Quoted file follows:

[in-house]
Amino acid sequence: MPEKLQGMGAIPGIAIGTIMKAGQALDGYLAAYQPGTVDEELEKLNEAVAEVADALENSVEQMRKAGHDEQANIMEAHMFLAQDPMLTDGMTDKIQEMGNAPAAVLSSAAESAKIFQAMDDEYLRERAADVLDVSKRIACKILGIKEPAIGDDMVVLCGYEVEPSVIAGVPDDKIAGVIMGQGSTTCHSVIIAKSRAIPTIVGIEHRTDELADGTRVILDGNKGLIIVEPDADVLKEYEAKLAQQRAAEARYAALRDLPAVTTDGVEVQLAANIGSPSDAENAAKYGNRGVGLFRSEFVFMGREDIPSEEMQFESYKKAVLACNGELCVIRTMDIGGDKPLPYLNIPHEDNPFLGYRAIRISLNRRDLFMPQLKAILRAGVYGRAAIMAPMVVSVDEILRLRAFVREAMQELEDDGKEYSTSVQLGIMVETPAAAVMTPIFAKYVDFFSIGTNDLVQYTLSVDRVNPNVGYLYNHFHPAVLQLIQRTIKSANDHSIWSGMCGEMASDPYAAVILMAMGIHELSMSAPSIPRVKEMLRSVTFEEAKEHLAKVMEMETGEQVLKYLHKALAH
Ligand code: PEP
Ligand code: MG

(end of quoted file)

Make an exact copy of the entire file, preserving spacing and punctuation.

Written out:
[in-house]
Amino acid sequence: MPEKLQGMGAIPGIAIGTIMKAGQALDGYLAAYQPGTVDEELEKLNEAVAEVADALENSVEQMRKAGHDEQANIMEAHMFLAQDPMLTDGMTDKIQEMGNAPAAVLSSAAESAKIFQAMDDEYLRERAADVLDVSKRIACKILGIKEPAIGDDMVVLCGYEVEPSVIAGVPDDKIAGVIMGQGSTTCHSVIIAKSRAIPTIVGIEHRTDELADGTRVILDGNKGLIIVEPDADVLKEYEAKLAQQRAAEARYAALRDLPAVTTDGVEVQLAANIGSPSDAENAAKYGNRGVGLFRSEFVFMGREDIPSEEMQFESYKKAVLACNGELCVIRTMDIGGDKPLPYLNIPHEDNPFLGYRAIRISLNRRDLFMPQLKAILRAGVYGRAAIMAPMVVSVDEILRLRAFVREAMQELEDDGKEYSTSVQLGIMVETPAAAVMTPIFAKYVDFFSIGTNDLVQYTLSVDRVNPNVGYLYNHFHPAVLQLIQRTIKSANDHSIWSGMCGEMASDPYAAVILMAMGIHELSMSAPSIPRVKEMLRSVTFEEAKEHLAKVMEMETGEQVLKYLHKALAH
Ligand code: PEP
Ligand code: MG